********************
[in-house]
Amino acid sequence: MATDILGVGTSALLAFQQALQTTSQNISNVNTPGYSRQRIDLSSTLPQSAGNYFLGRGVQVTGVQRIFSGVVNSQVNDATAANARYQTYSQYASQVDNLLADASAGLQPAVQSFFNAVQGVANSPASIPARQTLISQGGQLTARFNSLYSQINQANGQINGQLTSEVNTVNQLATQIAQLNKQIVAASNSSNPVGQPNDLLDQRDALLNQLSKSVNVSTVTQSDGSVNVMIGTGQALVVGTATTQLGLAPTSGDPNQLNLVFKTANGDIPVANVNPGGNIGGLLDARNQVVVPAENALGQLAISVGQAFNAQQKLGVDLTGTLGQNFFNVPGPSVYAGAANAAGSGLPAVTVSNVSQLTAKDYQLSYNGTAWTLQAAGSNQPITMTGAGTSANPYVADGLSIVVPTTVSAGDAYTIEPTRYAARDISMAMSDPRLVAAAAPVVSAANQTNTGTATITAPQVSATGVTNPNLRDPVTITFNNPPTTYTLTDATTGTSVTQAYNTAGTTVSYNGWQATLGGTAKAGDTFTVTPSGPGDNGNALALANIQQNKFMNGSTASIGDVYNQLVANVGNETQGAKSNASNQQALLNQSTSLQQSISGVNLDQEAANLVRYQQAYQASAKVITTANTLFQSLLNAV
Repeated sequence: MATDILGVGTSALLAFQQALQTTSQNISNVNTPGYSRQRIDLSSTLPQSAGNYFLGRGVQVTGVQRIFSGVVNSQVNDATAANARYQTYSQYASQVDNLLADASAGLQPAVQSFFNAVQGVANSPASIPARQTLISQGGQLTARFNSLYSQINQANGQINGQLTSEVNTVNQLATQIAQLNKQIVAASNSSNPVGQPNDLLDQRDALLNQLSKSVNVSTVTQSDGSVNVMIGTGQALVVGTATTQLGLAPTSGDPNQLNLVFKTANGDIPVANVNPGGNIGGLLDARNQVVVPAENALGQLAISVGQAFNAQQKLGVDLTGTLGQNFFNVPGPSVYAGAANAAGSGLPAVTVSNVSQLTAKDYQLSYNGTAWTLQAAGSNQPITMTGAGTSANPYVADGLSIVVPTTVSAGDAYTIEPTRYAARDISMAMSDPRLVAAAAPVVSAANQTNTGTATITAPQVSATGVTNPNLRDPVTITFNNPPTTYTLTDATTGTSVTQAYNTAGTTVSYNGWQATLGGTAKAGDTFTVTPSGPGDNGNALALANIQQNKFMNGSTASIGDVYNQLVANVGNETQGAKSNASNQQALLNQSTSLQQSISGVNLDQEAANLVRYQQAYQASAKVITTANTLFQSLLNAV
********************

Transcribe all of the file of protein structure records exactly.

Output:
[in-house]
Amino acid sequence: MATDILGVGTSALLAFQQALQTTSQNISNVNTPGYSRQRIDLSSTLPQSAGNYFLGRGVQVTGVQRIFSGVVNSQVNDATAANARYQTYSQYASQVDNLLADASAGLQPAVQSFFNAVQGVANSPASIPARQTLISQGGQLTARFNSLYSQINQANGQINGQLTSEVNTVNQLATQIAQLNKQIVAASNSSNPVGQPNDLLDQRDALLNQLSKSVNVSTVTQSDGSVNVMIGTGQALVVGTATTQLGLAPTSGDPNQLNLVFKTANGDIPVANVNPGGNIGGLLDARNQVVVPAENALGQLAISVGQAFNAQQKLGVDLTGTLGQNFFNVPGPSVYAGAANAAGSGLPAVTVSNVSQLTAKDYQLSYNGTAWTLQAAGSNQPITMTGAGTSANPYVADGLSIVVPTTVSAGDAYTIEPTRYAARDISMAMSDPRLVAAAAPVVSAANQTNTGTATITAPQVSATGVTNPNLRDPVTITFNNPPTTYTLTDATTGTSVTQAYNTAGTTVSYNGWQATLGGTAKAGDTFTVTPSGPGDNGNALALANIQQNKFMNGSTASIGDVYNQLVANVGNETQGAKSNASNQQALLNQSTSLQQSISGVNLDQEAANLVRYQQAYQASAKVITTANTLFQSLLNAV
Repeated sequence: MATDILGVGTSALLAFQQALQTTSQNISNVNTPGYSRQRIDLSSTLPQSAGNYFLGRGVQVTGVQRIFSGVVNSQVNDATAANARYQTYSQYASQVDNLLADASAGLQPAVQSFFNAVQGVANSPASIPARQTLISQGGQLTARFNSLYSQINQANGQINGQLTSEVNTVNQLATQIAQLNKQIVAASNSSNPVGQPNDLLDQRDALLNQLSKSVNVSTVTQSDGSVNVMIGTGQALVVGTATTQLGLAPTSGDPNQLNLVFKTANGDIPVANVNPGGNIGGLLDARNQVVVPAENALGQLAISVGQAFNAQQKLGVDLTGTLGQNFFNVPGPSVYAGAANAAGSGLPAVTVSNVSQLTAKDYQLSYNGTAWTLQAAGSNQPITMTGAGTSANPYVADGLSIVVPTTVSAGDAYTIEPTRYAARDISMAMSDPRLVAAAAPVVSAANQTNTGTATITAPQVSATGVTNPNLRDPVTITFNNPPTTYTLTDATTGTSVTQAYNTAGTTVSYNGWQATLGGTAKAGDTFTVTPSGPGDNGNALALANIQQNKFMNGSTASIGDVYNQLVANVGNETQGAKSNASNQQALLNQSTSLQQSISGVNLDQEAANLVRYQQAYQASAKVITTANTLFQSLLNAV